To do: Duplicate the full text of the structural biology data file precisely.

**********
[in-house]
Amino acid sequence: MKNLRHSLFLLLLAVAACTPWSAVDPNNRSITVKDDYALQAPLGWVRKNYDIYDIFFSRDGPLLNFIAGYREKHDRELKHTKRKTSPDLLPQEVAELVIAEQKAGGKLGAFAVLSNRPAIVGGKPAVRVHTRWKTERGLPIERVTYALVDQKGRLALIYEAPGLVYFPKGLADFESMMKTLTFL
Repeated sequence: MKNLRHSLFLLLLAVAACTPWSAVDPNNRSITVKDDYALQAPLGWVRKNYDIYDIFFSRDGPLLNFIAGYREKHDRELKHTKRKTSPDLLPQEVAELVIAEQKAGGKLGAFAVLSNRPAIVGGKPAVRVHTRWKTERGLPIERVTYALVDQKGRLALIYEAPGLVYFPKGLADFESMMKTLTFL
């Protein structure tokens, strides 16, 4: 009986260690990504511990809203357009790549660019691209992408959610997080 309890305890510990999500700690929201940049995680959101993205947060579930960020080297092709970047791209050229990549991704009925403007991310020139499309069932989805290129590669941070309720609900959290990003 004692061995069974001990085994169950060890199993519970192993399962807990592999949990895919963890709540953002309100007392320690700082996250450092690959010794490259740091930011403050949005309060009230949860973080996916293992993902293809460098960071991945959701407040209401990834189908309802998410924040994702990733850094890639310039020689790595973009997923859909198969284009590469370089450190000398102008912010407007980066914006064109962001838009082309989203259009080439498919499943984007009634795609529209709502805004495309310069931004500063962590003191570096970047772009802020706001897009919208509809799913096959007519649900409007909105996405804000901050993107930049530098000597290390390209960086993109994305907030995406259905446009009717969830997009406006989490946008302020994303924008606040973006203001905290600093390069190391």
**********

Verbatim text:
[in-house]
Amino acid sequence: MKNLRHSLFLLLLAVAACTPWSAVDPNNRSITVKDDYALQAPLGWVRKNYDIYDIFFSRDGPLLNFIAGYREKHDRELKHTKRKTSPDLLPQEVAELVIAEQKAGGKLGAFAVLSNRPAIVGGKPAVRVHTRWKTERGLPIERVTYALVDQKGRLALIYEAPGLVYFPKGLADFESMMKTLTFL
Repeated sequence: MKNLRHSLFLLLLAVAACTPWSAVDPNNRSITVKDDYALQAPLGWVRKNYDIYDIFFSRDGPLLNFIAGYREKHDRELKHTKRKTSPDLLPQEVAELVIAEQKAGGKLGAFAVLSNRPAIVGGKPAVRVHTRWKTERGLPIERVTYALVDQKGRLALIYEAPGLVYFPKGLADFESMMKTLTFL
């Protein structure tokens, strides 16, 4: 009986260690990504511990809203357009790549660019691209992408959610997080 309890305890510990999500700690929201940049995680959101993205947060579930960020080297092709970047791209050229990549991704009925403007991310020139499309069932989805290129590669941070309720609900959290990003 004692061995069974001990085994169950060890199993519970192993399962807990592999949990895919963890709540953002309100007392320690700082996250450092690959010794490259740091930011403050949005309060009230949860973080996916293992993902293809460098960071991945959701407040209401990834189908309802998410924040994702990733850094890639310039020689790595973009997923859909198969284009590469370089450190000398102008912010407007980066914006064109962001838009082309989203259009080439498919499943984007009634795609529209709502805004495309310069931004500063962590003191570096970047772009802020706001897009919208509809799913096959007519649900409007909105996405804000901050993107930049530098000597290390390209960086993109994305907030995406259905446009009717969830997009406006989490946008302020994303924008606040973006203001905290600093390069190391």